HIV clinics have even reported gay men to the government and police, discouraging people from getting the testing and treatment that will prolong their lives and prevent transmission of HIV.

Even those LGBTI people who haven’t yet had such experiences would logically fear such treatment if they were more open. 

Hiding one’s sexuality or gender identity might help avoid some harms of homophobia or transphobia, but global evidence shows that staying in the closet also contributes to psychological and physical health conditions. 

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Overall, the research shows that violence, stigma, and discrimination make LGBTI people sick.

Exclusion also drains the economy

These are also conditions that make it hard to conduct surveys on what happens to LGBTI people in other parts of the economy. 

As a result, we have little research on how young LGBTI people survive their schooling in Uzbekistan or on how much discrimination LGBTI people face in the workplace or other marketplaces. 

However, it is reasonable to think that LGBTI people are also vulnerable to maltreatment in those settings in Uzbekistan. 

Countries that have exclusionary LGBTI-related laws and public opinion have lower GDP per capita. Studies from other countries put the cost of anti-LGBT treatment at 1% or more of a country’s GDP.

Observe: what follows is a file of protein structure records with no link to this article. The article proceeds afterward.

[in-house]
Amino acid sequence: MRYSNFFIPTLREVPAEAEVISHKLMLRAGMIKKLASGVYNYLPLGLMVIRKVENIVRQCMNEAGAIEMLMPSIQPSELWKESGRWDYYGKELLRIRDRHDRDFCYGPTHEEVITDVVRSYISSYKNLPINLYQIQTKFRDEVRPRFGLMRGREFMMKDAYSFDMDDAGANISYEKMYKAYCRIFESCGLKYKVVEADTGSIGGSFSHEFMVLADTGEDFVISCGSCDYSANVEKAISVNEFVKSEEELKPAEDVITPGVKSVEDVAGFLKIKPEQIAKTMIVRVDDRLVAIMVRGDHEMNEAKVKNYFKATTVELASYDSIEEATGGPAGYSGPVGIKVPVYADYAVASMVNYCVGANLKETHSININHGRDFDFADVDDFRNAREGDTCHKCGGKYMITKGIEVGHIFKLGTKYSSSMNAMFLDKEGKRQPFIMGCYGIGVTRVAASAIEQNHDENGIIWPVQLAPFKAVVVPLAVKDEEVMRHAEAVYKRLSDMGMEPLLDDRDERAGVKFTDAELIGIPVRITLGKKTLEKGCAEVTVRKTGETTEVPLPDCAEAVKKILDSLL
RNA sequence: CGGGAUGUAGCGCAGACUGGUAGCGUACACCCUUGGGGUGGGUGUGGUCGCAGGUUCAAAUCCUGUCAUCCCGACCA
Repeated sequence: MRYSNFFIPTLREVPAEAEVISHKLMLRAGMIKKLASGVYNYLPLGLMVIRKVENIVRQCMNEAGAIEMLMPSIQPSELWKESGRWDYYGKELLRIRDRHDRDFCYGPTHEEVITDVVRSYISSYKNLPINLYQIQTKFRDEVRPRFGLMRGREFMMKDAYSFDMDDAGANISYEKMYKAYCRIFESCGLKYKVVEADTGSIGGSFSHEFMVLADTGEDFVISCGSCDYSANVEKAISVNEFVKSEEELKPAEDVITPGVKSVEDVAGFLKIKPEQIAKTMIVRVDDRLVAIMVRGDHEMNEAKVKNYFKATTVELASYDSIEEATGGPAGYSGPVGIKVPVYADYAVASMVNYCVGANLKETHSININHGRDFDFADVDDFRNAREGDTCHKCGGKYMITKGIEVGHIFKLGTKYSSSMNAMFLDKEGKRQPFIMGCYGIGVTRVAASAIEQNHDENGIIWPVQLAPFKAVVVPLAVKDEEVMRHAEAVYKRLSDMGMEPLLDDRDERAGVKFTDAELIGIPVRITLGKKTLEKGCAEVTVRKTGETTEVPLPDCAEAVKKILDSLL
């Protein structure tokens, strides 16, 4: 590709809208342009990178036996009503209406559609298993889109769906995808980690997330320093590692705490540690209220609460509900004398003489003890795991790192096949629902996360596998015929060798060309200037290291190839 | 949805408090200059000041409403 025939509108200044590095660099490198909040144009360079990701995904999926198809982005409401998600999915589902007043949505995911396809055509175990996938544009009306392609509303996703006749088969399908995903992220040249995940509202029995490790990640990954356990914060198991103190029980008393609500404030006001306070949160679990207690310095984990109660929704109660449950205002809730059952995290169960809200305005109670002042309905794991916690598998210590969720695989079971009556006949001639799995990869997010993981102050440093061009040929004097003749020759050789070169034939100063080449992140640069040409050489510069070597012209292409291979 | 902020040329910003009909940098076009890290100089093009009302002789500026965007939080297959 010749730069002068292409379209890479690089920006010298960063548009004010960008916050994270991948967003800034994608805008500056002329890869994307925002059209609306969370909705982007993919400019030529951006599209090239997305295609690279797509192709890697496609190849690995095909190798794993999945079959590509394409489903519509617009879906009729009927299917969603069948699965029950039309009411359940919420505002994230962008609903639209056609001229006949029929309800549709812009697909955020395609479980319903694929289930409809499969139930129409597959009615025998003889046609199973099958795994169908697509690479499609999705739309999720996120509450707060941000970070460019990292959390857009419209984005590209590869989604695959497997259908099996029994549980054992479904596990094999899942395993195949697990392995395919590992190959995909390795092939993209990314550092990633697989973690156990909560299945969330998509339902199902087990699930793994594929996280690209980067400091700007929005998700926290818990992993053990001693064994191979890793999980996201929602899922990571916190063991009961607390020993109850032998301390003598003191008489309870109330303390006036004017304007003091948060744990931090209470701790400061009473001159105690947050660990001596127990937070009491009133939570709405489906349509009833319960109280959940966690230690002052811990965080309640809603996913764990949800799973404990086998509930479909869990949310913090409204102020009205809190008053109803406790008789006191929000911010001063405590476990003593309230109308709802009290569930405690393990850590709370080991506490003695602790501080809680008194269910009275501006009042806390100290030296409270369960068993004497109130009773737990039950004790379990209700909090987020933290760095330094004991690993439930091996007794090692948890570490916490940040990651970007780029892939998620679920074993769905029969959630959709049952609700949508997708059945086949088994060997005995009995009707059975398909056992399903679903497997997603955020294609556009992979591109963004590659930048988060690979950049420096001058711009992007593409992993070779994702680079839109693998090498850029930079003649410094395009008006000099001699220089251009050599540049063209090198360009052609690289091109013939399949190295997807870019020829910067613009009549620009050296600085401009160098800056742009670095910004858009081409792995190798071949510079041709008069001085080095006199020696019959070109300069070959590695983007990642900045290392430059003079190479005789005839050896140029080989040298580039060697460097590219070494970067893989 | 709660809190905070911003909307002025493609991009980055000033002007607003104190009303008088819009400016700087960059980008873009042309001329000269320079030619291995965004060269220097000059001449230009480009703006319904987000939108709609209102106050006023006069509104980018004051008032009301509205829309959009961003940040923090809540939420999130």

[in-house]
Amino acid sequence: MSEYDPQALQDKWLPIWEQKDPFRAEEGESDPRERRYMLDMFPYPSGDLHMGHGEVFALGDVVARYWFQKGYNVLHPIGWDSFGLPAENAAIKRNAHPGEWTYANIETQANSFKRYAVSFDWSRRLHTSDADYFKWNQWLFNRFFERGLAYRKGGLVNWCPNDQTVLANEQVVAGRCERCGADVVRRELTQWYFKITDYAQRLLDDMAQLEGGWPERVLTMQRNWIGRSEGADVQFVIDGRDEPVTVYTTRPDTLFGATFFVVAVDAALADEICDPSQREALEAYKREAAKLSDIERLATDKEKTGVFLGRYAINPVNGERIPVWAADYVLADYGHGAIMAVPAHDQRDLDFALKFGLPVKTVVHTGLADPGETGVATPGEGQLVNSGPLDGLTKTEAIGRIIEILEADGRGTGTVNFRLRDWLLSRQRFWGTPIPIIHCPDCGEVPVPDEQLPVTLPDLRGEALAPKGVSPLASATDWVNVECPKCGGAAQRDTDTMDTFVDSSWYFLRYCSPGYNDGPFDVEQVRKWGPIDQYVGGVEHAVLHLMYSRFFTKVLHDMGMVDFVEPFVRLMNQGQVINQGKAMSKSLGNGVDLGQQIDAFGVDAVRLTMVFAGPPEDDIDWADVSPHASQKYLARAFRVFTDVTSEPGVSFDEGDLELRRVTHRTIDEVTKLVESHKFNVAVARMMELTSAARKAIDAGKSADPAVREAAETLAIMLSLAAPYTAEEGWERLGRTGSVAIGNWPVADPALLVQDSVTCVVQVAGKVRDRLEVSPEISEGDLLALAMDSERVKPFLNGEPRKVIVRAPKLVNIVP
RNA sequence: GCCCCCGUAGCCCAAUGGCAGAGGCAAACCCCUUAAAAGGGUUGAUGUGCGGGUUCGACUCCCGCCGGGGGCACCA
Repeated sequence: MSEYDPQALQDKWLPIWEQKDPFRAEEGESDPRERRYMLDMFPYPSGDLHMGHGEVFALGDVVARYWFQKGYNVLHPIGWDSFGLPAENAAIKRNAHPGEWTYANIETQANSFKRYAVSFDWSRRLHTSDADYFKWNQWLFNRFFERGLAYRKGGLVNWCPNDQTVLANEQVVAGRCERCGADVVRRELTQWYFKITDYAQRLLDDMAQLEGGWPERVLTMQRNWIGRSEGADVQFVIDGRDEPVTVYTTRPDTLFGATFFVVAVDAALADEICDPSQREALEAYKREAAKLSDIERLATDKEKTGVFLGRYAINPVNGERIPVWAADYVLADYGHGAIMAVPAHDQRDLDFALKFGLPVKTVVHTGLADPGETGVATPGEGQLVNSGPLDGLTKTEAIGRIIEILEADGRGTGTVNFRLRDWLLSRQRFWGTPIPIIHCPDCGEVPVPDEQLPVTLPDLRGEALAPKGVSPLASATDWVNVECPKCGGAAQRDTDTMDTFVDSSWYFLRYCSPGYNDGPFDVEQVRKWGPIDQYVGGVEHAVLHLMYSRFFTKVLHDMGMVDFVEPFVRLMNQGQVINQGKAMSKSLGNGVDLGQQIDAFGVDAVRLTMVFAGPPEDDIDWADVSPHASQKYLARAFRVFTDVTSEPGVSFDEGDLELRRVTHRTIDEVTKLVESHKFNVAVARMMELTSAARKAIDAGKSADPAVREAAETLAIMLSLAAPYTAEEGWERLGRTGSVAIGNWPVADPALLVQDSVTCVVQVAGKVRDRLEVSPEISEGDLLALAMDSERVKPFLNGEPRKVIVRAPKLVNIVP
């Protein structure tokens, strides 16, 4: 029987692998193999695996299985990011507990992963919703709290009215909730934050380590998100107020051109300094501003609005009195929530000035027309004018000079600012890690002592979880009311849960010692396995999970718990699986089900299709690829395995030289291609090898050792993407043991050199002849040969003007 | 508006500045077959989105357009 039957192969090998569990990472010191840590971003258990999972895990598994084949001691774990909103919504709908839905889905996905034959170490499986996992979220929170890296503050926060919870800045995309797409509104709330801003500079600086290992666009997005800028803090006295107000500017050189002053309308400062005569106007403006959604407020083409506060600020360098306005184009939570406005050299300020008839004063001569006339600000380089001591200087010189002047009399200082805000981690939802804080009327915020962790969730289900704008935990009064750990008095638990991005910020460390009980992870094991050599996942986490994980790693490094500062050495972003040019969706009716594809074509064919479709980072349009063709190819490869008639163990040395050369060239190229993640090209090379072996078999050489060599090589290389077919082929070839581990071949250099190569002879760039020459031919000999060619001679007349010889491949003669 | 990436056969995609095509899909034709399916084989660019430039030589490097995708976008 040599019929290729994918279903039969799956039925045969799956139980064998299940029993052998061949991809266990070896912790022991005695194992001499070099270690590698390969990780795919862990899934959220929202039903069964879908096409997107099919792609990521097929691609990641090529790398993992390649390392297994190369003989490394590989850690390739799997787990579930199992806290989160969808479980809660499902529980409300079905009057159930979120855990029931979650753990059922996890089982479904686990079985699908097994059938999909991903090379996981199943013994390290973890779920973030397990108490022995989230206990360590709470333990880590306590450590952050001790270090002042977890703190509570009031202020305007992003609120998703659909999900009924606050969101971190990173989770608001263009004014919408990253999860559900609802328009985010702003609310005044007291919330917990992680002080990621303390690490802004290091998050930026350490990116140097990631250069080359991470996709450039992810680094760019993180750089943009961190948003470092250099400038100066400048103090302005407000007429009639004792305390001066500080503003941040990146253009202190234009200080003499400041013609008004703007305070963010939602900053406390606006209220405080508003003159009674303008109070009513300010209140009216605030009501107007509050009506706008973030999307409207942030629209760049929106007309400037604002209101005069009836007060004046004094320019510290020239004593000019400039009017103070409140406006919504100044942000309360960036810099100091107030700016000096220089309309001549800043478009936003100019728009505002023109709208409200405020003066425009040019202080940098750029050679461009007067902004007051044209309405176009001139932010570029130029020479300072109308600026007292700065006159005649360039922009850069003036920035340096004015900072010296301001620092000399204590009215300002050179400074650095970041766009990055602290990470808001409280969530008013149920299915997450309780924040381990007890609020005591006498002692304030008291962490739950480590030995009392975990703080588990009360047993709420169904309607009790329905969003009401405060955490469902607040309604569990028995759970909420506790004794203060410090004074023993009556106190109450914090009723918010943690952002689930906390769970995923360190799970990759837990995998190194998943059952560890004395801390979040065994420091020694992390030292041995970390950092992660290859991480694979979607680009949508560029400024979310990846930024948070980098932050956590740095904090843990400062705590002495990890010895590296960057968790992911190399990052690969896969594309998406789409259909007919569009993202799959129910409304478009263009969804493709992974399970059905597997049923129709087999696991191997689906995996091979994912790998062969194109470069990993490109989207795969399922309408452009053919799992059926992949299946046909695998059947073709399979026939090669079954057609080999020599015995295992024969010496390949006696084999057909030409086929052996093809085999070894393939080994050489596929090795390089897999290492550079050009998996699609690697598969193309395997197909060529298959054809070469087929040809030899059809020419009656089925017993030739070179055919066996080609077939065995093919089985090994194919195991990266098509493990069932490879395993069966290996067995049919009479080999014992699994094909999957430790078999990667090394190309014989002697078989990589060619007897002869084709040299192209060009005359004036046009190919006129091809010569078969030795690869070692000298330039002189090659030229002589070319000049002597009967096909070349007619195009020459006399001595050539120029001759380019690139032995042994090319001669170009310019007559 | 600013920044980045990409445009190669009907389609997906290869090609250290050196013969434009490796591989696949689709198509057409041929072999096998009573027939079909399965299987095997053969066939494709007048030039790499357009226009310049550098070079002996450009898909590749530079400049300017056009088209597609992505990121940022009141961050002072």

DENIS SINYAKOV/2005 AFP
Uzbek farmers are seen through a hoe as they tump beds with cotton at their field outside the capital Tashkent, May 2005DENIS SINYAKOV/2005 AFP

Bullying, harassment, and discrimination also reduce the educational achievements and work productivity of LGBTI people, holding back Uzbekistan’s businesses and overall economy even more.

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These forms of exclusion in education, health, and the workplace add up to a big drain on a country’s economy. 

Countries that have exclusionary LGBTI-related laws and public opinion have lower GDP per capita. Studies from other countries put the cost of anti-LGBTI treatment at 1% or more of a country’s GDP.

Meanwhile, there is a strong correlation between inclusion and growth

A recent study focusing on Uzbekistan points out that countries that have decriminalised homosexuality have 4.5 times higher rates of foreign direct investment (FDI) than countries that criminalise consensual same-sex relationships. 

That might be one reason why Uzbekistan has the lowest rate of FDI as a percentage of GDP in the Central Asia region. 

Attracting foreign investment is one of Uzbekistan’s economic priorities, along with expanding the market for its goods and services in other countries as well as local tourism.
HANDOUT/AFP
President of the European Council Charles Michel (2L at the table) meets with the leaders of all five Central Asian countries in Astana, October 2022HANDOUT/AFP

There is a strong correlation between LGBTI inclusion and both the World Economic Forum’s Global Competitiveness Index and the World Bank’s Human Capital Index. 

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Attracting foreign investment is one of Uzbekistan’s economic priorities, along with expanding the market for its goods and services in other countries as well as local tourism.

One way the EBRD can help Uzbekistan achieve those goals is to help bring Uzbekistan’s law and practice into alignment with human rights and with smart economic policy. 

Inclusion of LGBTI people — starting with eliminating the harmful abuse of gay men — and of other vulnerable groups is an important strategy for a resilient, thriving economy.

M V Lee Badgett, PhD is a professor of economics at the University of Massachusetts Amherst, and the author of The Economic Case for LGBT Equality: Why Fair and Equal Treatment Benefits Us All.